Insights Newsletter: March 2014
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"The art of teaching is the
art of assisting discovery."
Mark Van Doren, poet
Training and development (T&D) encompasses a wide range of disciplines focused
on enhancing peoples’ knowledge, skills and attitudes to generate improved individual
performance in current and future areas of responsibility. It includes elements dealing with competency description,
needs analysis, curriculum design, content delivery and learning assessment as well
as coaching, mentoring and experiential learning techniques.
While training and development as a combined discipline is only
one of several functions that have significant impacts on organizational performance see performance consulting. It is certainly a basic
and fundamental one. Regardless of its business focus, with
few exceptions, an organization’s effectiveness is usually directly related to the capabilities and attitudes of its
workers. In today’s chaotic business environment, the effectiveness with which an organization can
instill essential knowledge and skills in its workforce and the degree to which it can favorably impact its employee’s
attitudes can be critical factors for its success. In some organizations, the ability to prepare its people at all levels
to effectively meet the challenges of their work responsibilities has actually been elevated to a competitive advantage.
At Symbiont Performance Group, we
view training and development as complementary elements in developing people—two sides of the same coin so to speak.
Training has to do with initiatives intended to prepare an individual to perform specific tasks relating to
current job responsibilities. Development comprises initiatives aimed at preparing individuals
for future roles and responsibilities. Both training and developmental activities are important for sustained
Knowledge – Skills – Attitudes
Knowledge can be defined as the potential to apply information for some purpose. It represents the intellectual framework supporting a person’s performance.
While the imparting of knowledge for its own sake is not a primary focus, it is an essential element of T&D initiatives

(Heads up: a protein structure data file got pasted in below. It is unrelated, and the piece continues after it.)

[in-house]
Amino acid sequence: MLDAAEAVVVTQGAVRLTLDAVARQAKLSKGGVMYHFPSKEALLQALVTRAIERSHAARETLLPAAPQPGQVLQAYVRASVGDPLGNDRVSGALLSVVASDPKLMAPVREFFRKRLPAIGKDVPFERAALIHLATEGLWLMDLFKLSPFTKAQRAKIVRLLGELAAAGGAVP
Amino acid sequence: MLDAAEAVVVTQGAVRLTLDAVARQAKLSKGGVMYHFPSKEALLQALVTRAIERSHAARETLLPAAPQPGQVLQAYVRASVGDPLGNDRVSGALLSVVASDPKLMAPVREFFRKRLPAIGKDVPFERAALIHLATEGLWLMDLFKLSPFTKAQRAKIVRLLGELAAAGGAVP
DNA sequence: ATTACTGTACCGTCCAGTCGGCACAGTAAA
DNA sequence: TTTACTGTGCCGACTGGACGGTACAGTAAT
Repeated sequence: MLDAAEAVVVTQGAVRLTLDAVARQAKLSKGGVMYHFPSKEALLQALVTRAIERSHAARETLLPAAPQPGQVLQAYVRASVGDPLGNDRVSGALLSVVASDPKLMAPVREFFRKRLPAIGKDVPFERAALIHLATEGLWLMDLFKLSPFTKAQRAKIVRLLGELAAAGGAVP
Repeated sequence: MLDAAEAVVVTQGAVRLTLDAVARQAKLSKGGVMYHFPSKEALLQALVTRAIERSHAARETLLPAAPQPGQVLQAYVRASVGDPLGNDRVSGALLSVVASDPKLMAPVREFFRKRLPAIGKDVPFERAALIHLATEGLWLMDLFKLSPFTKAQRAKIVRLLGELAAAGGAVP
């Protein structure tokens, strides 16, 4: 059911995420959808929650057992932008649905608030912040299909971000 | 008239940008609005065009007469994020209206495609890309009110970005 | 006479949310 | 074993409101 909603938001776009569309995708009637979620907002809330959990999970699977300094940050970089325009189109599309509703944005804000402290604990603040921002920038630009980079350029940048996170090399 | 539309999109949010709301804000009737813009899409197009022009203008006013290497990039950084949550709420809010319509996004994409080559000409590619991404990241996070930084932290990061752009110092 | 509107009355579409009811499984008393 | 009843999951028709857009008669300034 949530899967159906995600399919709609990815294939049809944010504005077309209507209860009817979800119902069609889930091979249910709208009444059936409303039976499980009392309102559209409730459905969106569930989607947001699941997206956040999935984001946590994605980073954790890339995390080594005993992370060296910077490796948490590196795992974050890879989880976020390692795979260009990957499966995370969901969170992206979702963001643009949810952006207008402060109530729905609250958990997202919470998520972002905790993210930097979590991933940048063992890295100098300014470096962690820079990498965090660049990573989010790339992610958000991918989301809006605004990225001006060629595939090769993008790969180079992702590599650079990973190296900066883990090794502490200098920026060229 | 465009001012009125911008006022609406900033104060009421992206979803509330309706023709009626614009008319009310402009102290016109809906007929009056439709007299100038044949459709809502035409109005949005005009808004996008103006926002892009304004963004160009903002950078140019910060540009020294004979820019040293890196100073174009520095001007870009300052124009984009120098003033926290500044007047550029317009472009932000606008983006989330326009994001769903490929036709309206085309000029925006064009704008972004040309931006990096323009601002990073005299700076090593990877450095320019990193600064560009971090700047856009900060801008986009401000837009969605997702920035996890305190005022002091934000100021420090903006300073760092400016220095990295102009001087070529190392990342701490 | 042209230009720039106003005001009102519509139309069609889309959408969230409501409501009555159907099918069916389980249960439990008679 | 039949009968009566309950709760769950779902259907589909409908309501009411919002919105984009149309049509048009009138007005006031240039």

because knowing what to do, how to do It and when to do it is the foundation for performance improvement.
A skill represents a proficiency
in applying knowledge in the performance of an activity. Skill development evolves over time through a
process in which a learner continually applies new knowledge to performance behaviors and adjusts to feedback. Since skills
can only be developed through active learner participation in a “trial and error” approach, structured “practice”
should be an essential component of any T&D effort.
is a collection of beliefs, feelings and values that impact a person’s behavior. Unlike knowledge and skills, attitudes cannot be created or developed, but they
can be changed through targeted T&D interventions. Approaches to changing attitudes can include:
or previously unavailable information available
increasing individual responsibility for organizational success
conveying the consequences of current attitudes (positively and
expressing concern and
consideration for personal well-being
opportunities for the safe expression of thoughts and beliefs
Explicit Knowledge vs. Tacit Knowledge
A useful distinction to make in a discussion of training and development
is that of the difference between explicit and tacit knowledge. In this context we can apply the word “knowledge”
to also include skills and to a large extent, attitudes as well. Explicit knowledge is formal
knowledge that can be put into words and written down, stored on a database and easily shared with others. It
is knowledge that transmitted in face-to-face communication, through manuals and by electronic media. Tacit knowledge is hard
and fast with little room for nuances or personal interpretation. An example of explicit knowledge would
be knowing how to install and operate a computer software program.